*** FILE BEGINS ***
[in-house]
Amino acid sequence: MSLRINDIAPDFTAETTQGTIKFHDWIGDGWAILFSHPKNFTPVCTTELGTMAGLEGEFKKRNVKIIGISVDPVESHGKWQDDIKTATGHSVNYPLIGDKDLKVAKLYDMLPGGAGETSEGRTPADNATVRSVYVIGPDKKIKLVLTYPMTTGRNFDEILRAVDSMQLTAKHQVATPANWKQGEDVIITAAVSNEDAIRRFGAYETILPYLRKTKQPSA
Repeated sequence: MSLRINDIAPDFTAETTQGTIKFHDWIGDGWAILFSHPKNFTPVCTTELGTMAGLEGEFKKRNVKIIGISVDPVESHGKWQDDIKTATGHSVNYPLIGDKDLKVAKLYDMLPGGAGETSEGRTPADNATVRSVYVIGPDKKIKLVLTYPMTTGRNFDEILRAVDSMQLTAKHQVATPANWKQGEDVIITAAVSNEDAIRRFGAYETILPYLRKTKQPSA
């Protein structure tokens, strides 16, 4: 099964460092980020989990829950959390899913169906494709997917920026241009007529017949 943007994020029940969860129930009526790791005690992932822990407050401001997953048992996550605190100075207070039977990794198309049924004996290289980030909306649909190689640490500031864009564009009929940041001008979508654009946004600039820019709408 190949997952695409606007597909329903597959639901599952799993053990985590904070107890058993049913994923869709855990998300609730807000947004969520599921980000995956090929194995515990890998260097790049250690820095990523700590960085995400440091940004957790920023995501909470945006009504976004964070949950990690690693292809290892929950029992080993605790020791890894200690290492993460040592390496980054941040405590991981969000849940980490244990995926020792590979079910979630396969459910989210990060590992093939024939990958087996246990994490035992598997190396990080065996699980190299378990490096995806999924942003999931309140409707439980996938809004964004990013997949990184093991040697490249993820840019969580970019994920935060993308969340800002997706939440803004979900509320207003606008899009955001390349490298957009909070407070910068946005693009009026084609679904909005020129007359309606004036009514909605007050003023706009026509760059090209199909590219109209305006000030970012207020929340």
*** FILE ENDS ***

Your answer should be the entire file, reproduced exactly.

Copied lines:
[in-house]
Amino acid sequence: MSLRINDIAPDFTAETTQGTIKFHDWIGDGWAILFSHPKNFTPVCTTELGTMAGLEGEFKKRNVKIIGISVDPVESHGKWQDDIKTATGHSVNYPLIGDKDLKVAKLYDMLPGGAGETSEGRTPADNATVRSVYVIGPDKKIKLVLTYPMTTGRNFDEILRAVDSMQLTAKHQVATPANWKQGEDVIITAAVSNEDAIRRFGAYETILPYLRKTKQPSA
Repeated sequence: MSLRINDIAPDFTAETTQGTIKFHDWIGDGWAILFSHPKNFTPVCTTELGTMAGLEGEFKKRNVKIIGISVDPVESHGKWQDDIKTATGHSVNYPLIGDKDLKVAKLYDMLPGGAGETSEGRTPADNATVRSVYVIGPDKKIKLVLTYPMTTGRNFDEILRAVDSMQLTAKHQVATPANWKQGEDVIITAAVSNEDAIRRFGAYETILPYLRKTKQPSA
């Protein structure tokens, strides 16, 4: 099964460092980020989990829950959390899913169906494709997917920026241009007529017949 943007994020029940969860129930009526790791005690992932822990407050401001997953048992996550605190100075207070039977990794198309049924004996290289980030909306649909190689640490500031864009564009009929940041001008979508654009946004600039820019709408 190949997952695409606007597909329903597959639901599952799993053990985590904070107890058993049913994923869709855990998300609730807000947004969520599921980000995956090929194995515990890998260097790049250690820095990523700590960085995400440091940004957790920023995501909470945006009504976004964070949950990690690693292809290892929950029992080993605790020791890894200690290492993460040592390496980054941040405590991981969000849940980490244990995926020792590979079910979630396969459910989210990060590992093939024939990958087996246990994490035992598997190396990080065996699980190299378990490096995806999924942003999931309140409707439980996938809004964004990013997949990184093991040697490249993820840019969580970019994920935060993308969340800002997706939440803004979900509320207003606008899009955001390349490298957009909070407070910068946005693009009026084609679904909005020129007359309606004036009514909605007050003023706009026509760059090209199909590219109209305006000030970012207020929340």